Scottish Human Rights Commission reports concerns to UN Human Rights Committee
Date: 11th March 2020
Category: Children in conflict with the law, Age of criminal responsibility, International Covenant on Civil and Political, Equal protection from violence, Children with disabilities
Specific issues for children’s rights included the use of restraint and seclusion in schools, corporal punishment, the minimum age of criminal responsibility, access to mental health services, and children and young people in custody.
The report is part of a review into the UK’s compliance with the International Covenant on Civil and Political Rights (ICCPR). The Scottish Human Rights Commission’s (SHRC) evidence will help the UN Human Rights Committee identify what the key rights issues are, and areas where it should ask the UK and Scottish Government’s for more information on their actions.
In relation to children and young people, SHRC’s evidence included the following:
- Restraint and seclusion in schools: SHRC highlighted the 2018 investigation by the Children and Young People’s Commissioner Scotland which revealed the lack of consistency in policies and reporting requirements across local authorities, and a general failure to consult with children and families involved. SHRC said that the UN Human Rights Committee should ask the Scottish Government to explain what steps it plans to take to develop and implement Human Rights Guidance on restraint and seclusion in schools.
- Corporal punishment: SHRC welcomed the Children (Equal Protection) (Scotland) Act 2019 that will give children the same legal protection against assault as adults. However, it noted that this was only one step towards eliminating violence against children, and called for national strategies on positive parenting to accompany the new law. SHRC said that the UN Human Rights Committee should ask Scottish Government to update measures taken to promote positive non-violent forms of discipline.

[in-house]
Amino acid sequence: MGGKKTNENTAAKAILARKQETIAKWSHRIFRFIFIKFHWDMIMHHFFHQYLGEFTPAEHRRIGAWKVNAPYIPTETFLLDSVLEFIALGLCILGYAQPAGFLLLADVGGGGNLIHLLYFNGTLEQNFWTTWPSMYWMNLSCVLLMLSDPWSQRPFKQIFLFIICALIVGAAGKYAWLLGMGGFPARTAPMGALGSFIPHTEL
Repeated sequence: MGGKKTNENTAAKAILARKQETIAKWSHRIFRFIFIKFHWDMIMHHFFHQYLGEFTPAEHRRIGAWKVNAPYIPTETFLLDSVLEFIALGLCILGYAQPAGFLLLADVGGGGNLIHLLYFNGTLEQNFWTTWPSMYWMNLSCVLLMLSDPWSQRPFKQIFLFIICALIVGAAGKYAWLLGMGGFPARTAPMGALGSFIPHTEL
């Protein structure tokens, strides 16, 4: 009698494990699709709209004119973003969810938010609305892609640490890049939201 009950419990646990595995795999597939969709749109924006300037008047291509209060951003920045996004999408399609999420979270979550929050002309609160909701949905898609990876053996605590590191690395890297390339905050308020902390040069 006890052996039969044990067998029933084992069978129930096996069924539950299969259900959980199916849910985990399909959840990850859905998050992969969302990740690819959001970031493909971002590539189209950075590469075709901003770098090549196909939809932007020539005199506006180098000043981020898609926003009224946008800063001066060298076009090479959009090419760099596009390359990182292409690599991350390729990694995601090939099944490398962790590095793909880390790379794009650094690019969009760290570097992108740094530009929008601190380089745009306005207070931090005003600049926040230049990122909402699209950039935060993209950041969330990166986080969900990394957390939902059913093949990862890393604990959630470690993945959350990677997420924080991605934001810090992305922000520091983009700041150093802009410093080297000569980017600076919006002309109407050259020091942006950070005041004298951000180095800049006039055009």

- Minimum age of criminal responsibility: SHRC noted that the Age of Criminal Responsibility (Scotland) Act 2019 (which raises the age from eight to 12) falls short of guidance from the UN Committee on the Rights of the Child which calls for a minimum of at least 14 years old. SHRC said that the UN Human Rights Committee should ask Scottish Government what steps it will take to raise the age to 14, in line with international standards.
- Access to mental health services: SHRC noted high levels of mental ill-health in children and young people, coupled with high levels of rejected referrals to specialist services and long waiting times. SHRC said that the UN Human Rights Committee should ask Scottish Government what steps it is currently taking and to describe its plans for a human rights-based approach to improving mental health services.
- Children and young people in custody: SHRC noted significant levels of mental ill-health within secure care institutions and custody settings in Scotland. It said that the UN Human Rights Committee should ask Scottish Government to explain how it intends to respond to the findings of the 2019 Expert Review into the provision of mental health services for young people at HM YOI Polmont.